Abdominal surgery for Crohn's Disease

What is Crohn’s disease? 

Crohn’s disease causes inflammation of the bowel. The disease most often affects the end part of the small bowel, called the terminal ileum. Crohn's disease causes the bowel wall to thicken, which can block food from passing through. The affected area of the bowel can also fail to absorb nutrients from your food.

What are common Crohn’s disease symptoms? 

You may suffer from: 

  • Abdominal pain and bloating
  • Diarrhoea
  • Weight loss
  • A hole in your bowel, which can cause an abscess or an abnormal connection (fistula) to develop between the bowel and the bladder
  • A blocked bowel, which requires urgent surgery
  • Problems with your back passage, causing fluid to leak out or pain when you open your bowels
  • Problems with other parts of your body such as your eyes or your joints 

What are the benefits of abdominal surgery? 

Your surgeon may recommend surgery to remove the diseased part of your bowel. Surgery should improve your symptoms. Your doctor may also be able to reduce or stop your medication. Alternatives Crohn’s disease can be treated using drugs, such as mesalazine, steroids, azathioprine and infliximab. For details of side effects, speak to your doctor. These treatments may have been unsuccessful and so your doctor has now recommended surgery. The operation You will be asked to drink some fluids that are high in carbohydrates to give you energy for the operation. The operation is performed under a general anaesthetic and usually takes between an hour and an hour and a half. Your surgeon will make a cut in your abdomen and remove the diseased part of your small bowel. 

They will often need to remove a part of your large bowel. Your surgeon will join the ends of your bowel back together. At the end of the operation, they will close the cut with stitches or staples. They will place a drip (small tube) in a vein in your arm. They will also place a catheter (tube) in your bladder to help you pass urine. For more information, and if you have any queries about the procedure, speak to your consultant. Continue taking your normal medication unless you are told otherwise. The following lifestyle changes can help make the procedure a success: 

  • Giving up smoking. This significantly reduces the chances of the disease coming back
  • Eating healthily. If overweight, you have a greater chance of developing complications
  • Exercising regularly. Your GP can recommend exercises. Possible complications
  • Pain, which happens with every operation
  • Bleeding after surgery
  • Infection in the surgical wound, which may need antibiotics or further surgery
  • Unsightly scarring of the skin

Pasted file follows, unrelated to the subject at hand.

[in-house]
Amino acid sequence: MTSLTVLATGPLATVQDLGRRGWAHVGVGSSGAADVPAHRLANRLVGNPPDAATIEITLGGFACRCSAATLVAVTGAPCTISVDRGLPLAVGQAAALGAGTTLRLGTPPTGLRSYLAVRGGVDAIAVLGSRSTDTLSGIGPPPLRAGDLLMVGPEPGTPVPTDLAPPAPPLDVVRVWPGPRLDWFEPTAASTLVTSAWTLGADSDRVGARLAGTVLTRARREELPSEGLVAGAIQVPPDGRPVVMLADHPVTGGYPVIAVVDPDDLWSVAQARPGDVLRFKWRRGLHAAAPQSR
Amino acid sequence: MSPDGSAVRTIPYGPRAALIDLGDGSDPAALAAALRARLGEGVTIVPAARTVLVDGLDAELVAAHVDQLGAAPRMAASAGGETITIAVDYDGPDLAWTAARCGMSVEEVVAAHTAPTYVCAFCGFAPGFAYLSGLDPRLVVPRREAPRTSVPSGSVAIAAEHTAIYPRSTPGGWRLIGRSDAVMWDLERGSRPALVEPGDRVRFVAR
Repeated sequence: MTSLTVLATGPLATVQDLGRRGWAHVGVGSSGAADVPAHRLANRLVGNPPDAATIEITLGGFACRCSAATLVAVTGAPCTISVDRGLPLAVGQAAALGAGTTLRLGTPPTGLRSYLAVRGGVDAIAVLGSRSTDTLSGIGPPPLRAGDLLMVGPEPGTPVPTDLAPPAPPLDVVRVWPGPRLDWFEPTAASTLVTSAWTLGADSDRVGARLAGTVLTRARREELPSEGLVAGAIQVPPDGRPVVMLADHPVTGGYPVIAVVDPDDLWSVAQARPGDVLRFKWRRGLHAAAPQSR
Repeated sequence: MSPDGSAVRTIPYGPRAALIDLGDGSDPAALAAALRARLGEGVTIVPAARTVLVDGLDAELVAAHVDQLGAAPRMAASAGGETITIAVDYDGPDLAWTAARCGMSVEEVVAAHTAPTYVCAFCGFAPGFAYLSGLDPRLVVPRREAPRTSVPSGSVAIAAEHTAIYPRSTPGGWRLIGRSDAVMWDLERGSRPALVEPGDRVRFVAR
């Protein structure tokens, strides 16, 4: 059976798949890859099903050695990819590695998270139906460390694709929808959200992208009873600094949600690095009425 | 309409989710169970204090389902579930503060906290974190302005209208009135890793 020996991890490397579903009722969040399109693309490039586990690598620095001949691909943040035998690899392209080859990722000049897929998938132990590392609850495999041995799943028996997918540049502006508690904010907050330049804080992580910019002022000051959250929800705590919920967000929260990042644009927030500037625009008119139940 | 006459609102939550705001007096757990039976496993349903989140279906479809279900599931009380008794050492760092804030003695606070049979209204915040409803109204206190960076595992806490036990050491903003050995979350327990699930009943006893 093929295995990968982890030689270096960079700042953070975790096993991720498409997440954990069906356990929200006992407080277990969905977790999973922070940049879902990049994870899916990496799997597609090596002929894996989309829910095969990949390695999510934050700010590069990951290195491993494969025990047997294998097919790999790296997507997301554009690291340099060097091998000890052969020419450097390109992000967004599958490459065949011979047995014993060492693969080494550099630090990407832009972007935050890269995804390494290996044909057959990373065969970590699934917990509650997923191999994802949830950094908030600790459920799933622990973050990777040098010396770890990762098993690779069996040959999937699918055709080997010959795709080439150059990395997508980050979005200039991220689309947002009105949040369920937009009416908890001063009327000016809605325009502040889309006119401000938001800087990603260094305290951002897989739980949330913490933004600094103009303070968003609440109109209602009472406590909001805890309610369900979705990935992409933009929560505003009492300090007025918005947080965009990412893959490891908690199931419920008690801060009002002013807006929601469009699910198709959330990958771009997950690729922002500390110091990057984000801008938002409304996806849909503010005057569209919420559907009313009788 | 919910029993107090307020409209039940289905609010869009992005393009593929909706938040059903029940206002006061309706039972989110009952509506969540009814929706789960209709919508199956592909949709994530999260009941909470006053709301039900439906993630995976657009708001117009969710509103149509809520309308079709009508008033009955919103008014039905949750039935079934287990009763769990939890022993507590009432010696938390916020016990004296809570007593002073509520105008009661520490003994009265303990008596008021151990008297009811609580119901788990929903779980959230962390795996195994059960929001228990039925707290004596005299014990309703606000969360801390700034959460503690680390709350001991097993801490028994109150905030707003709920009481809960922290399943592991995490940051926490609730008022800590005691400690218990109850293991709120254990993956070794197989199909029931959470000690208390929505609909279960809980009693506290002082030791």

• Developing a hernia in the scar caused by failure of the deep muscle layers to heal. If this causes problems, you may need a further operation
  • Anastomotic leak. This is a serious complication that may happen if the join (anastomosis) between the ends of the bowel fails to heal, leaving a hole. Bowel contents leak into the abdomen, leading to pain and serious illness. This often needs another operation
  • Chest infection
  • Injury to the bowel. The risk is higher if you have had abdominal surgery before
  • Abnormal joining together of tissue (adhesions), which form when scar tissue develops inside the abdomen. 
Adhesions do not usually cause any major problems but can lead to bowel obstruction. This is not a definitive list and symptoms will vary with each patient. Please ask your consultant for more information. Recovery You may be transferred to the high-dependency unit or intensive-care unit for a day or two. You will be reviewed regularly by your consultant. You should be able to go home after five to ten days. However, your doctor may recommend that you stay a little longer. Remember, you won’t be able to drive after the operation. It may take up to three months for you to fully recover. Most people feel much better after the diseased part of their bowel has been removed. When a part of the bowel has been removed, it is normal for your bowels to be more loose than they were before the operation and open more frequently. 

This should improve with time. Your doctor may prescribe some medication to slow down your bowel. Regular exercise should help your recovery – ask your GP for advice. Crohn’s disease sometimes comes back and affects another part of the bowel or a part near to where the join was made. For further information, speak to your consultant. Paying for your procedure Abdominal surgery for Crohn’s disease costs are covered by most medical insurance policies, but please check with your insurer first. If you are paying for your own treatment the cost of the operation will be explained and confirmed in writing when you book the operation. Ask the hospital for a quote beforehand, and ensure that this includes the surgeon’s fee, the anaesthetist’s fee and the hospital charge for your procedure.

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